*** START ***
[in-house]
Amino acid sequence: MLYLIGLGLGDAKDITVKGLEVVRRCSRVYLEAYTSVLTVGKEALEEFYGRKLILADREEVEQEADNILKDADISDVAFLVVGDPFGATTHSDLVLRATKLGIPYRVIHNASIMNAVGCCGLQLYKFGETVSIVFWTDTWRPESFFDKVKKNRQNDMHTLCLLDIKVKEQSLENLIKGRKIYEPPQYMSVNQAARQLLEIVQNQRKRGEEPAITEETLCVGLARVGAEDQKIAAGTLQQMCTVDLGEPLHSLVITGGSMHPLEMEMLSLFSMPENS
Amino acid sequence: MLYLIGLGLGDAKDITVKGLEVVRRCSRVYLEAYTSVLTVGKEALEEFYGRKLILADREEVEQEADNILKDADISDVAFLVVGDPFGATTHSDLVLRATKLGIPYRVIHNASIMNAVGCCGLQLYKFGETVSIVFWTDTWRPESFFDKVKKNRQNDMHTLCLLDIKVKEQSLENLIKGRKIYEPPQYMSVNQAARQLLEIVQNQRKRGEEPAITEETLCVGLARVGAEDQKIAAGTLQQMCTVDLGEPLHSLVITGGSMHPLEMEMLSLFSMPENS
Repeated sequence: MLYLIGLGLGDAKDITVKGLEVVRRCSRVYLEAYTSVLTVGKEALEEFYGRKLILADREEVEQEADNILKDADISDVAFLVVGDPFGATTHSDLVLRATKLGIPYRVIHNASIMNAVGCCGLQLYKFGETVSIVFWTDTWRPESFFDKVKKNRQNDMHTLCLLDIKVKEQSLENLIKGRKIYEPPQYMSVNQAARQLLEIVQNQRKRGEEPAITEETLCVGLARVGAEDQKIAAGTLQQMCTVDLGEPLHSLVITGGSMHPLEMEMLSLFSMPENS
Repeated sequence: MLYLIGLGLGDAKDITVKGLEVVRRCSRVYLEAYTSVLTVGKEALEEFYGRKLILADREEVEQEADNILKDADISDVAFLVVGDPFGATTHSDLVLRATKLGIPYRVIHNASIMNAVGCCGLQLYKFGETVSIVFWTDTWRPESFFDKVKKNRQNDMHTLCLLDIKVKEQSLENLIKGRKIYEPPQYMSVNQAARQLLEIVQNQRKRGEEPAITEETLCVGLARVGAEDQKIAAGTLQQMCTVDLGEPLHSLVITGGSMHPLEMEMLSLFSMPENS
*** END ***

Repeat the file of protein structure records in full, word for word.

[in-house]
Amino acid sequence: MLYLIGLGLGDAKDITVKGLEVVRRCSRVYLEAYTSVLTVGKEALEEFYGRKLILADREEVEQEADNILKDADISDVAFLVVGDPFGATTHSDLVLRATKLGIPYRVIHNASIMNAVGCCGLQLYKFGETVSIVFWTDTWRPESFFDKVKKNRQNDMHTLCLLDIKVKEQSLENLIKGRKIYEPPQYMSVNQAARQLLEIVQNQRKRGEEPAITEETLCVGLARVGAEDQKIAAGTLQQMCTVDLGEPLHSLVITGGSMHPLEMEMLSLFSMPENS
Amino acid sequence: MLYLIGLGLGDAKDITVKGLEVVRRCSRVYLEAYTSVLTVGKEALEEFYGRKLILADREEVEQEADNILKDADISDVAFLVVGDPFGATTHSDLVLRATKLGIPYRVIHNASIMNAVGCCGLQLYKFGETVSIVFWTDTWRPESFFDKVKKNRQNDMHTLCLLDIKVKEQSLENLIKGRKIYEPPQYMSVNQAARQLLEIVQNQRKRGEEPAITEETLCVGLARVGAEDQKIAAGTLQQMCTVDLGEPLHSLVITGGSMHPLEMEMLSLFSMPENS
Repeated sequence: MLYLIGLGLGDAKDITVKGLEVVRRCSRVYLEAYTSVLTVGKEALEEFYGRKLILADREEVEQEADNILKDADISDVAFLVVGDPFGATTHSDLVLRATKLGIPYRVIHNASIMNAVGCCGLQLYKFGETVSIVFWTDTWRPESFFDKVKKNRQNDMHTLCLLDIKVKEQSLENLIKGRKIYEPPQYMSVNQAARQLLEIVQNQRKRGEEPAITEETLCVGLARVGAEDQKIAAGTLQQMCTVDLGEPLHSLVITGGSMHPLEMEMLSLFSMPENS
Repeated sequence: MLYLIGLGLGDAKDITVKGLEVVRRCSRVYLEAYTSVLTVGKEALEEFYGRKLILADREEVEQEADNILKDADISDVAFLVVGDPFGATTHSDLVLRATKLGIPYRVIHNASIMNAVGCCGLQLYKFGETVSIVFWTDTWRPESFFDKVKKNRQNDMHTLCLLDIKVKEQSLENLIKGRKIYEPPQYMSVNQAARQLLEIVQNQRKRGEEPAITEETLCVGLARVGAEDQKIAAGTLQQMCTVDLGEPLHSLVITGGSMHPLEMEMLSLFSMPENS